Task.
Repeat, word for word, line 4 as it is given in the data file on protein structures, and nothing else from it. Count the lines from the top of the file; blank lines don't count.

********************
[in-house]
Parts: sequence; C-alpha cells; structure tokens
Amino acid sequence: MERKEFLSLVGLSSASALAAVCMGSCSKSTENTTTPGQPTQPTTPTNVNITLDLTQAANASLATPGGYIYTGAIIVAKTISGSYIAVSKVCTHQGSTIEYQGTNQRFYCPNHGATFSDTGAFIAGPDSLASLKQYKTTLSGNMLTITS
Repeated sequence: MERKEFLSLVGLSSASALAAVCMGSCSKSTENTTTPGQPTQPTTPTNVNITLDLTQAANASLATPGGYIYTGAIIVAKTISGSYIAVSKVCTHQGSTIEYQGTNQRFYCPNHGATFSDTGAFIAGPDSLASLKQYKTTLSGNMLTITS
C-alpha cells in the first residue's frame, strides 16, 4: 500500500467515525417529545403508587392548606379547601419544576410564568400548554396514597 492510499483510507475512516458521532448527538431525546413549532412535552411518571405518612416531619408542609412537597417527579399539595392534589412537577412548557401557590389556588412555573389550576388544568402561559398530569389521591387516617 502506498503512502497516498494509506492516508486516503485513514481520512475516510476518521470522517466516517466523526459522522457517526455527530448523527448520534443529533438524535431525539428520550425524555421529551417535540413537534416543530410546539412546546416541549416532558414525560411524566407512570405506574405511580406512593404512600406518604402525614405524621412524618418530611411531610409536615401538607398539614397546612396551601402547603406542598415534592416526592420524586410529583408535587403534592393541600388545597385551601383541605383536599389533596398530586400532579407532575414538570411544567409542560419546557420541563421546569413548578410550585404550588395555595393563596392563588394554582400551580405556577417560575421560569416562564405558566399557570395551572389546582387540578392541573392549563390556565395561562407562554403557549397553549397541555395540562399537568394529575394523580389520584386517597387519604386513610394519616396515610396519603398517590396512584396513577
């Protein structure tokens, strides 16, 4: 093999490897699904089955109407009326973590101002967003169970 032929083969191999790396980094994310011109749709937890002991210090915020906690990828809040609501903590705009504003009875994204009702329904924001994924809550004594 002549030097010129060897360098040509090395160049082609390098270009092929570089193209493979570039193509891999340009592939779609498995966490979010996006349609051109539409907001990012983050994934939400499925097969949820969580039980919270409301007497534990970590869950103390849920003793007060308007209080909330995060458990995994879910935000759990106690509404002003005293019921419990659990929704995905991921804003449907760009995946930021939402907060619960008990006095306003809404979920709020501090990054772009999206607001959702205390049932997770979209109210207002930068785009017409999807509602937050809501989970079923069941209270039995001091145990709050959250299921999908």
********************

Repeated sequence: MERKEFLSLVGLSSASALAAVCMGSCSKSTENTTTPGQPTQPTTPTNVNITLDLTQAANASLATPGGYIYTGAIIVAKTISGSYIAVSKVCTHQGSTIEYQGTNQRFYCPNHGATFSDTGAFIAGPDSLASLKQYKTTLSGNMLTITS